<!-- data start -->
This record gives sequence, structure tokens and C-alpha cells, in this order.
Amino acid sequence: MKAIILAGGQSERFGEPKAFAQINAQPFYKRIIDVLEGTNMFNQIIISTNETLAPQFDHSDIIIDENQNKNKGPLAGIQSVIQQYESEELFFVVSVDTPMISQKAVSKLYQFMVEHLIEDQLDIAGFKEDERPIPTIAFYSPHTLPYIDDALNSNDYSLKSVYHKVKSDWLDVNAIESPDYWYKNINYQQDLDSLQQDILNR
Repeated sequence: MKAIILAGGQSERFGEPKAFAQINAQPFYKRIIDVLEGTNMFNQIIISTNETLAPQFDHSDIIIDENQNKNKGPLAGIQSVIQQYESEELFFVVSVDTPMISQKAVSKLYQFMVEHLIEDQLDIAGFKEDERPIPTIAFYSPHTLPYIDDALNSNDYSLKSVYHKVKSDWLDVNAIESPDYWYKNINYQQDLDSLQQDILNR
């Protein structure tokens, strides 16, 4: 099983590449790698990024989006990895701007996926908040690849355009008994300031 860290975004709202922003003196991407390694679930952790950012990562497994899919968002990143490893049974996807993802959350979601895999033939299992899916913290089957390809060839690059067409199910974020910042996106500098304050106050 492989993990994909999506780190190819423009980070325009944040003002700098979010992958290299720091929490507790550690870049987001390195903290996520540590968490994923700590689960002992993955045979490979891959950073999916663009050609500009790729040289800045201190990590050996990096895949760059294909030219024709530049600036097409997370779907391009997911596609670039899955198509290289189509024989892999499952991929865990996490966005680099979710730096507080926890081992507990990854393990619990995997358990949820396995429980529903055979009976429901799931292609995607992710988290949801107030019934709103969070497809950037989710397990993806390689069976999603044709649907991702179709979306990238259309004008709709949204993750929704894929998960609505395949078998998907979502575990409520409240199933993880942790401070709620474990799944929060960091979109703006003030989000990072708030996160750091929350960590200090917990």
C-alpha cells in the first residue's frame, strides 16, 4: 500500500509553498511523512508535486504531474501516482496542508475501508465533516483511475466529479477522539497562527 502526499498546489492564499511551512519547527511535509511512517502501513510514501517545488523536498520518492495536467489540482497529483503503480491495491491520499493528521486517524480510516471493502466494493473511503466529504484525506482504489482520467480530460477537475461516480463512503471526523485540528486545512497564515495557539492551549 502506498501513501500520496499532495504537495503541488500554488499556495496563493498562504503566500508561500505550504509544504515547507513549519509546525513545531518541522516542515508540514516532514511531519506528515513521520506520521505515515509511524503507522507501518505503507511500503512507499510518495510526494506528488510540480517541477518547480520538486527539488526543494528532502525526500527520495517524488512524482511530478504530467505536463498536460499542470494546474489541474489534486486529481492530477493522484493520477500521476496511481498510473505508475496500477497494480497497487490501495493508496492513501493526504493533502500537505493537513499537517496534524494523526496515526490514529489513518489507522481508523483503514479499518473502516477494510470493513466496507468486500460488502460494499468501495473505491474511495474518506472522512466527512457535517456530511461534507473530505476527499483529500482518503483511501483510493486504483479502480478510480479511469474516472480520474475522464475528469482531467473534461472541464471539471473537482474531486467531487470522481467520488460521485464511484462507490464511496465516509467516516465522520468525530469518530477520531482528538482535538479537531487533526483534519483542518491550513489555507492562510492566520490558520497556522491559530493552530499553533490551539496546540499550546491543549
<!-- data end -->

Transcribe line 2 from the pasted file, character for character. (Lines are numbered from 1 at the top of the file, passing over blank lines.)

Amino acid sequence: MKAIILAGGQSERFGEPKAFAQINAQPFYKRIIDVLEGTNMFNQIIISTNETLAPQFDHSDIIIDENQNKNKGPLAGIQSVIQQYESEELFFVVSVDTPMISQKAVSKLYQFMVEHLIEDQLDIAGFKEDERPIPTIAFYSPHTLPYIDDALNSNDYSLKSVYHKVKSDWLDVNAIESPDYWYKNINYQQDLDSLQQDILNR